Taiwan insurers still pressured to build capital despite framework adjustments

Taiwan insurers still pressured to build capital despite framework adjustments

Taiwan insurers still pressured to build capital despite framework adjustments | Insurance Business Asia

Insurance News

Taiwan insurers still pressured to build capital despite framework adjustments

Companies are still set to face higher interest-rate charges under the new framework

Insurance News

By
Abigail Adriatico

The Financial Supervisory Commission (FSC) had issued adjustments to the new solvency framework with the aim to ease the burden on local Taiwanese insurers, said Fitch Ratings.

The adjustments include reduced risk weights and additional phase-in periods for equity and real-estate investments. This will supposedly give more time for companies to adjust their asset allocations and narrow potential gaps in their capital. They will also have 15 additional years to phase in the risk weights on the two asset categories after the implementation date.

Despite this, insurers are still burdened with the pressure to build capital in the near to medium term in order to meet the interest rate charges that come with the framework and a new standard for accounting.

Fitch Ratings estimated that for major insurers, the requirement will lead to interest-rate-related capital charges that are three to four times higher than the current regime. This increase is due to the savings-type products that had high guaranteed yields that were sold in the past.

Companies are expected to continue raising their capital through equity and subordinated debt as well as cut down on investment risks. This year, there were already several major life insurers that have announced the issuance of subordinated debt, which totaled TWD100 billion.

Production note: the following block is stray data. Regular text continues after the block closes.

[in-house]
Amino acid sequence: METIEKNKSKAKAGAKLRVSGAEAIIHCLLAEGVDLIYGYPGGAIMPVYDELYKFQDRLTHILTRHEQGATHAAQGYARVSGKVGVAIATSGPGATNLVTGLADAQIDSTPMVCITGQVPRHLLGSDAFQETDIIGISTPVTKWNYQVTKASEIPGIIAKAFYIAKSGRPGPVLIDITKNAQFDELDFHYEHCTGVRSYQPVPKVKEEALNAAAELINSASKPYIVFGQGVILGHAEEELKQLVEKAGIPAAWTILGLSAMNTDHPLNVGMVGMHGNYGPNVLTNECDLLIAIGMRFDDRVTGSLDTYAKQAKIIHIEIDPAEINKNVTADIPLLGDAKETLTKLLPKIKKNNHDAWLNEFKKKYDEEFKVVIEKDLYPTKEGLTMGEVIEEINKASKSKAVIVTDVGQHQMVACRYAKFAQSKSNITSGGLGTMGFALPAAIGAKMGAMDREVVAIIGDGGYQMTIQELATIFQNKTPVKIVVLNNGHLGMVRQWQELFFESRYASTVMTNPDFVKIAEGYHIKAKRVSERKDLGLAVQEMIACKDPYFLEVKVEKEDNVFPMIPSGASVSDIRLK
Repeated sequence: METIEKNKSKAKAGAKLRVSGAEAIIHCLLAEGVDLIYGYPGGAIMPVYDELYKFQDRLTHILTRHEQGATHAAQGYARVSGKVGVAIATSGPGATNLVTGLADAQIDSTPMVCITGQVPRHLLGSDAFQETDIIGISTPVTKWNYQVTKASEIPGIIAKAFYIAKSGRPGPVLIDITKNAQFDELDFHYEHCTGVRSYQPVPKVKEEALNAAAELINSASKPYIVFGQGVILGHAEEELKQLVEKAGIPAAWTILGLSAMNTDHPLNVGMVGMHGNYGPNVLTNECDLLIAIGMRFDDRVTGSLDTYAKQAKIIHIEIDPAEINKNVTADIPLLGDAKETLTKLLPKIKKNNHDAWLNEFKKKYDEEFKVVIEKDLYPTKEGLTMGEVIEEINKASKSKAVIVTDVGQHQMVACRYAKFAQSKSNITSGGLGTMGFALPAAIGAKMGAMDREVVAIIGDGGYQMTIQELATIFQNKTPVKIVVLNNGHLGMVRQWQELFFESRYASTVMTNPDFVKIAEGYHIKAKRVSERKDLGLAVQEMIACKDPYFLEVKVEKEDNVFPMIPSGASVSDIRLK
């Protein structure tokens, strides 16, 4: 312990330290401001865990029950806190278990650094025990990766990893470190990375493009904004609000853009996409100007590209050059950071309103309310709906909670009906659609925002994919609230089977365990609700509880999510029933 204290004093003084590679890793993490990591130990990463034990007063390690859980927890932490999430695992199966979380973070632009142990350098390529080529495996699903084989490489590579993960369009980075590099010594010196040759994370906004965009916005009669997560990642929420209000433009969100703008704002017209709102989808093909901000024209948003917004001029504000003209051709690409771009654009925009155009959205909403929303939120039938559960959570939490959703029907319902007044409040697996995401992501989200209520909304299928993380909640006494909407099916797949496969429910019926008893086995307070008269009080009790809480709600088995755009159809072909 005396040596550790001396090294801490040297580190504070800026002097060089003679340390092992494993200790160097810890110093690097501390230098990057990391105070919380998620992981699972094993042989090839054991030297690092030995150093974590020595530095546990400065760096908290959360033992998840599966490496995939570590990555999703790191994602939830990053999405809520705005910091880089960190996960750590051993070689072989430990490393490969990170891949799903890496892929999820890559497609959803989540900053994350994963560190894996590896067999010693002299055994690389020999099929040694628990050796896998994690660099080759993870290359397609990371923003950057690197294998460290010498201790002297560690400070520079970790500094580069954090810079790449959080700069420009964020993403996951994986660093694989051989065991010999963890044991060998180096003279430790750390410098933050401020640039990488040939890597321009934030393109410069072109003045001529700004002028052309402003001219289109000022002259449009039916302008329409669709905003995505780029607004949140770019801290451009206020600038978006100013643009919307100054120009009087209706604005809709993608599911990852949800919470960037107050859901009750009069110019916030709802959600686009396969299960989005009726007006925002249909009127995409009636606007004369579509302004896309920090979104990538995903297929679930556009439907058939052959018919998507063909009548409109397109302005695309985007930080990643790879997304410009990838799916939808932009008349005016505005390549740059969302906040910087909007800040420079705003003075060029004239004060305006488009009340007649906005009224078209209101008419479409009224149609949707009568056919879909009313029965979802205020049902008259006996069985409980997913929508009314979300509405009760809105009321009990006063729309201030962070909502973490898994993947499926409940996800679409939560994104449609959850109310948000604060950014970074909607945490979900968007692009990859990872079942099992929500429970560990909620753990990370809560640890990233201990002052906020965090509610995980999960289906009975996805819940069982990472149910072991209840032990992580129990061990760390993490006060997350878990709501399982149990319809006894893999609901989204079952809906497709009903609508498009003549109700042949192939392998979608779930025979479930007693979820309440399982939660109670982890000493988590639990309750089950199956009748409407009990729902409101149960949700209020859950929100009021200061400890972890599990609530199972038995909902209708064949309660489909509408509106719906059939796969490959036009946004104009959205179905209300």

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In the last decade, Taiwan insurers had been increasing their foreign investments in favor of better returns and also to support long-term liabilities while interest rates were still low. As a response to the current climate, as mandated by the FSC, insurers are now selling more policies in foreign currencies and setting aside foreign-exchange reserves to mitigate the risk that comes with it.

With that, the sector is set to adopt the IFRS17 by 2026. The IFRS17 is a new global accounting standard that includes evaluating insurance liabilities using the current interest rates instead of the initial rates. As this coincides with the tightened capital rules, the asset and liability mismatches at insurers will be accentuated. It will also include a wide currency mismatch among rising foreign-currency investments and obligations to local-currency insurance.

The IFRS17 is set to provide clarity regarding the profitability of insurers as insurance profit is separately reported from investment returns. This urges incentivized insurers to shift from savings-type products to protection-type products, which are considered to be much more profitable and generate a higher contractual service margin.

The FSC had also made moves to tighten the regulation over savings-type products in recent years, which has helped restrain the growth in the exposure of insurers to interest-rate risk.

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